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  #1  
Old 09-21-2003, 10:46 AM
Matt Meeks Matt Meeks is offline
 
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I'm planning on replacing my lawn within the next 2 weeks. The current lawn is in a horrible state due to years and years of neglect from previous owners and having soil that is pretty much solid clay, on top of drought conditions and local watering restrictions (I live in Denver). Replacing the lawn is a slam dunk-the estimate is for about $1600 and even though I might not get that much back when I sell the house (probably within the next 2 years) I know that it would be tough to sell my house with the lawn in the state it's in. At the same time, I asked for a bid on a sprinkler system and it came back at about $1900. My question is, will it add to the resale value, and if so, about how much? I'm thinking that even if I can't recover much of that dollar-wise, it will make it easier to sell the house, so it might be worth the expense anyway, but i'm not sure...
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Old 09-21-2003, 11:10 AM
Restrain Restrain is offline
 
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This is a general answer, not one specific to Denver.

When you're selling a home, drive-up appeal is the first thing the buyer sees. An attractive lawn, well-kept landscaping, ease of maintenace of the lawn, these all play into the emotion of buying a home. Remember, buying a home is an emotional decision on many levels for the typical buyer.

So, while the sprinkler system may not directly contribute to value, the fact that the lawn will be well-established, the landscaping attractive, and the fact that the owner doesn't have to haul around hoses but can simply be sure the timer turns on the sprinkler at 1 am, this will help you sell the home better, as well as taking the burden off of you trying to get the new lawn established.

Hope this helps.

Roger Strahan, IFA
  #3  
Old 09-21-2003, 11:34 AM
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Caterina Platt Caterina Platt is offline
 
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Matt,

There are a couple appraisers on this board from the Denver market. Your question would best be answered by one familiar with that specific market area.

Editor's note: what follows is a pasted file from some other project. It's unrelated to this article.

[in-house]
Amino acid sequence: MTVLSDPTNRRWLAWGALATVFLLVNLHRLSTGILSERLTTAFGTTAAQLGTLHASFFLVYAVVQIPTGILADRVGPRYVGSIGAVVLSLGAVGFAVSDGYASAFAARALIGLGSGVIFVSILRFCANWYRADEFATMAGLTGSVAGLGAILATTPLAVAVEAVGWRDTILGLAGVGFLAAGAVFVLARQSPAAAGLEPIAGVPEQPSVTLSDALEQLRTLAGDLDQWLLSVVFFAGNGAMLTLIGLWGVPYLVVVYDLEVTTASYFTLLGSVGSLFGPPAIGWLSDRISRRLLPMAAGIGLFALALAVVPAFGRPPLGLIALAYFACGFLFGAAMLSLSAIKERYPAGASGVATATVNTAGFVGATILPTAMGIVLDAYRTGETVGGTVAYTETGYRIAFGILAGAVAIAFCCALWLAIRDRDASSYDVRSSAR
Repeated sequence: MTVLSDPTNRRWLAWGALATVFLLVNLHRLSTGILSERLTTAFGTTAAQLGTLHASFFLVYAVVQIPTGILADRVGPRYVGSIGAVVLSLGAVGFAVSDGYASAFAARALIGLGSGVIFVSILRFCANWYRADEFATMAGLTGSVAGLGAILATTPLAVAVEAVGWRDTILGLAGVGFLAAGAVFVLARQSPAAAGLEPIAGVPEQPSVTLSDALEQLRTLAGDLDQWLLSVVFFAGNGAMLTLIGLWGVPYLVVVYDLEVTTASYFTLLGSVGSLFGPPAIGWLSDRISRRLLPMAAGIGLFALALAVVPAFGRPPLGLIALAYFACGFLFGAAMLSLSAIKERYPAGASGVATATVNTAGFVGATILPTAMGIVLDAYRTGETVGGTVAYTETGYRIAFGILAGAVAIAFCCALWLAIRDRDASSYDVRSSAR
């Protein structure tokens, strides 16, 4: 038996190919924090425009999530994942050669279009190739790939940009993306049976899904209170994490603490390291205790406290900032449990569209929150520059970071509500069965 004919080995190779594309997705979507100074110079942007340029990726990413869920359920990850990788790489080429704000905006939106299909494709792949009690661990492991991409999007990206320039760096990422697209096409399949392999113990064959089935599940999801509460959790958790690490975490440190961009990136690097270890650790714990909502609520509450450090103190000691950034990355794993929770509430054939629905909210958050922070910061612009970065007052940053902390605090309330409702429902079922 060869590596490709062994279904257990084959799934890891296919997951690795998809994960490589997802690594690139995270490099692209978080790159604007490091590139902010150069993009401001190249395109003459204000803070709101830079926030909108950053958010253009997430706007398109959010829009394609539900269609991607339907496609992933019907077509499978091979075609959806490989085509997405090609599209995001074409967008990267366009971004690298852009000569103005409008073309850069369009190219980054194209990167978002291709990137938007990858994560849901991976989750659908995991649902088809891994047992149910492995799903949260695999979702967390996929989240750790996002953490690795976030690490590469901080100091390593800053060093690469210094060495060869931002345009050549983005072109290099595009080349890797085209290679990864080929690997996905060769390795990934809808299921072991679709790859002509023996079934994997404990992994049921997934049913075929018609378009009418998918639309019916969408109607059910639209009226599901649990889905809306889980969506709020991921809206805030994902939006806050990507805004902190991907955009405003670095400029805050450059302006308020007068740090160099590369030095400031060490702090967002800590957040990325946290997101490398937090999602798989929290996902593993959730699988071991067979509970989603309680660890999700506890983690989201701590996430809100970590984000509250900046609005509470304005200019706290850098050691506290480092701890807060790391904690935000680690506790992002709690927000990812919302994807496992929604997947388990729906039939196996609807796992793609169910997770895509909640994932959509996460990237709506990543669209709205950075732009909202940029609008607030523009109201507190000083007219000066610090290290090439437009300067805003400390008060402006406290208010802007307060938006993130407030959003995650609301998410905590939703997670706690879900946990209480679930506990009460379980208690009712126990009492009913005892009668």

Generally, landscaping as a whole, most definitely adds value and curb appeal. From what I remember of most Denver neighborhoods (lived there in the late 80's/early 90's), even the most affordable areas were relatively well kept and manicured. The lack of landscaping or poor condition of existing, would generally produce an extended marketing time and/or discount to your home's value if you're in the city or subdivision type situation. Your local appraiser will be able to answer this more specifically. If you're in the mountain outlying acreage areas, or agricultural areas, the market may be much less sensitive to formal landscaping.

In my market, we have pretty stringent water restrictions as well. What buyer's are seeming to appreciate most are minimal care and minimal maintenance cost plans, yet still some resemblance of green and inviting. From your post, I'm not sure if this lawn project is front, rear, or both yards.

Being an appraiser with horticulture/landscape background, this is how I'd approach the situation: Figure out which areas of your yard are private/family use, and which are public display. Usually, this means front yard (public display), and back yard (family use). Most don't have the barbeque and volley ball action in the front yard, it's really for your neighbors and curb appeal. In place of the high water consumption grass, could you install a low growing ground cover? They don't require mowing (low maintenance) and you may find something that will take to your soil without major conditioning. The back yard would probably still be best to have a good size useable lawn area for recreation.